One thing I should mention - I usually like to research a company that is offering a review product before I post, but this is one of the few that are hard to check out. I couldn't find a website and have found several possible parent companies. It's a bit inconsistent when I'd want to know more about who is making a product I'm putting on my body. Though the product label says it's Australian, it's bottled in the USA, so I don't know if this is an Australian or American company, where it's based, who runs it, and the background on how they got started. It may not be necessarily in order to form an opinion about a product, but it's just good business to be transparent.



Here's a link to the Amazon product page if you want to read other reviews or order the product:
http://www.amazon.com/gp/product/B00GF1NZLY

Note: I received a bottle of Australian Tea Tree Oil for free using Tomoson.com. Regardless, I only recommend products or services I use personally and believe will be good for my readers.

July 29, 2014

Coloring My Hair at Home: eSalon Root Touch-Up

Two months after having my hair colored at eSalon headquarters, my hair still looked pretty good. I had some root growth and gray hairs appearing at the temples, but otherwise, the color was lovely, rich, shiny, and not brassy. After a week in the California desert visiting my in-laws, using terrible hotel hair products (my bad for leaving my good stuff at home), I was a bit bleached out on top. It was definitely time for a root touch up!

before coloring
My eSalon kit had arrived while I was traveling, so as soon as I got home, I grabbed the kit and made the grey and the sun-bleached hair disappear.


I was super careful in reading the instructions because I wanted to be sure I'm touching up the color without over darkening the ends.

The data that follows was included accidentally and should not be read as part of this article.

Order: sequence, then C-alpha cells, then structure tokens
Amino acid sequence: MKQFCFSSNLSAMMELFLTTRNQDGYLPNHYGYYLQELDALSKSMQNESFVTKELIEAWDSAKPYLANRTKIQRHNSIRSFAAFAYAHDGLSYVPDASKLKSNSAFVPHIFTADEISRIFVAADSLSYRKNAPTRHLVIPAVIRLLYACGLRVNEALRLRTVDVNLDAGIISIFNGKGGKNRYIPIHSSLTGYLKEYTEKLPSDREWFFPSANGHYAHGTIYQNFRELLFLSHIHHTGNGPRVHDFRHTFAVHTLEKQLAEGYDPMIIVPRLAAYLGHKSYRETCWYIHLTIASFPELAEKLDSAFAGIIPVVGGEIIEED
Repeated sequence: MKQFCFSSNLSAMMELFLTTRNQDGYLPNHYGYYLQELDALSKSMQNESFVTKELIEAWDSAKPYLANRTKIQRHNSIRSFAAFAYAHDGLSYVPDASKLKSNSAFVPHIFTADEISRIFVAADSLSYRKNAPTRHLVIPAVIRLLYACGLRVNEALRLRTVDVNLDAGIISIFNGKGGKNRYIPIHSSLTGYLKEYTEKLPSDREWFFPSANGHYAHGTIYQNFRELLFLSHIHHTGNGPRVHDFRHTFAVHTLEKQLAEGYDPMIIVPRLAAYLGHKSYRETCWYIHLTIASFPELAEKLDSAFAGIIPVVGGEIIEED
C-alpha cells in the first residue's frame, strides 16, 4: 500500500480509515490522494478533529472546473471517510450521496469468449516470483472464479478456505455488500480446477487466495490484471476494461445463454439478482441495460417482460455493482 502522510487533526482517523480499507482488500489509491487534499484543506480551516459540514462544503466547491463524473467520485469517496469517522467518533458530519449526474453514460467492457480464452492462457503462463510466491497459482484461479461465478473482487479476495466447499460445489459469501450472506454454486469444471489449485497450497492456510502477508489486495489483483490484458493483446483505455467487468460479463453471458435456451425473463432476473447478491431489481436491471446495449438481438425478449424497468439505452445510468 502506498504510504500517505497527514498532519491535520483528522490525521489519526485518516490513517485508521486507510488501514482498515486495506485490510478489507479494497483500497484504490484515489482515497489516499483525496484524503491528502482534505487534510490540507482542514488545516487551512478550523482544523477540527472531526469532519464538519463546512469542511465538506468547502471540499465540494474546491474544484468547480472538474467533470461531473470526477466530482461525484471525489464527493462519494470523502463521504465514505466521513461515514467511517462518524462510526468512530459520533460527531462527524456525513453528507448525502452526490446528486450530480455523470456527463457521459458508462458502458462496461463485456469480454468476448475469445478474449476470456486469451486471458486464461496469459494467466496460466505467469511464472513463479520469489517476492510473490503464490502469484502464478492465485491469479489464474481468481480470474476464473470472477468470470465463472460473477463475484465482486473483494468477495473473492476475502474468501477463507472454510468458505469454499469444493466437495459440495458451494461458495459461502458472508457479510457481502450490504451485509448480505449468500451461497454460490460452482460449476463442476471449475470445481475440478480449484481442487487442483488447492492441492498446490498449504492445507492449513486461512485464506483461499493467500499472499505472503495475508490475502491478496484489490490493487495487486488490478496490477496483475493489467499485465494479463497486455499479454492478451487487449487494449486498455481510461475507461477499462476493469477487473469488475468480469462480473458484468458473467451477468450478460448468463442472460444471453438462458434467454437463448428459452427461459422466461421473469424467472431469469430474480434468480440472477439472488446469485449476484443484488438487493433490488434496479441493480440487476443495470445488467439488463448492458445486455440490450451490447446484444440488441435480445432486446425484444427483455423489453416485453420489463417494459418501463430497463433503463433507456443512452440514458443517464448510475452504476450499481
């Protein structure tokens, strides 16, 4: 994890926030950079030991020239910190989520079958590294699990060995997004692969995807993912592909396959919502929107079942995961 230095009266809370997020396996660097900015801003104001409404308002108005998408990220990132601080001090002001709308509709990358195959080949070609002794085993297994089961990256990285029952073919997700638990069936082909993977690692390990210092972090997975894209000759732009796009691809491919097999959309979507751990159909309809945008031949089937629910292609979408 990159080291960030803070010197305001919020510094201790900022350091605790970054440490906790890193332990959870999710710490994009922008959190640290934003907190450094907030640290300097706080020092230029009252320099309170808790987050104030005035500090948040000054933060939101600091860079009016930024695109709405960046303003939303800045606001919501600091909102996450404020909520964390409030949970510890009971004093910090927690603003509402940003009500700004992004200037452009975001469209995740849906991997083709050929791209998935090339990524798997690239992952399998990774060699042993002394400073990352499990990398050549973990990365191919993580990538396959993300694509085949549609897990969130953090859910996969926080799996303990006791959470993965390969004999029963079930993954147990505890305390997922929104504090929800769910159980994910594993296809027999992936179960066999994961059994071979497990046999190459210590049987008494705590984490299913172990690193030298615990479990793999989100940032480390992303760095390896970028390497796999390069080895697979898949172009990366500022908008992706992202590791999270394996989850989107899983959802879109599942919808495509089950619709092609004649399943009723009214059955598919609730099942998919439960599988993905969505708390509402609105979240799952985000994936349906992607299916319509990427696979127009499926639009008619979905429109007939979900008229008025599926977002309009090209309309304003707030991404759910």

Once thing that is new since I first posted about eSalon is the gloves all come in one bag now. They supply two pair but rather than packaging them separately and wasting plastic, they're combined in one set. Perfect!


I still have the bowl, brush, and timer from when I colored my sister's hair, so I used those for my root touchup. It's way easier to work on roots with a brush compared with the bottle and hands.


I first applied some Vaseline-like goo to keep the color from dying my skin. I mostly put it along my hairline and the back of my ears though I should have remembered to hit the back of my neck too. If you have long hair, definitely don't forget your neck and shoulders.


Then I mixed the color and applied it to my roots. This took a while since I have a LOT of hair. If I went to the salon, my stylist, Kristan, would probably book twice the time of a typical color appointment.


Once the roots were covered, I pulled it down a bit with my fingers since I did have so much lightened from my desert vacation. Keep in mind, I'm talking an inch or two, not the entire length of hair. I then waited the amount of time in my instructions before doing the color rinse in the shower. That part is messy but really important for even color and shine.


I do use eSalon's styling products for shine and conditioning, so I mixed a little of those together and applied to my wet hair. I then blew it dry with a round brush and flat ironed it smooth. I don't usually blow it out, but it stays straighter longer when I do that compared with ironing air dried hair. Below is a pic on a nice sunny day, about 24 hours after coloring.


So here's the before from earlier and an after photo (in the same room indoors):


I love the color. It's still just what I want, just like how it came out when the eSalon colorist did my hair, and it looks super natural. When my sister first saw it in person, she said it looks great and it's just what I've always said I've wanted my hair to be - reddish brown without being brassy. Warm, but not orange and brown, but not mousey.

I set my reorder schedule to be 10 weeks, figuring that's about the time I'll want to touch up the roots and grey. In the meantime, I'll keep using Tinted Love a couple times a month just on the ends and middle of the hair to enhance the color and keep it from from getting brassy in between coloring. My stylist suggested Aveda's clove conditioner as an option as well, but that's a bit pricey. I'll have to do a price per ounce comparison and see which makes the most sense. 

There's no question in terms of actually coloring my hair, eSalon is definitely more affordable than going to the salon and better quality than going to the drugstore aisle.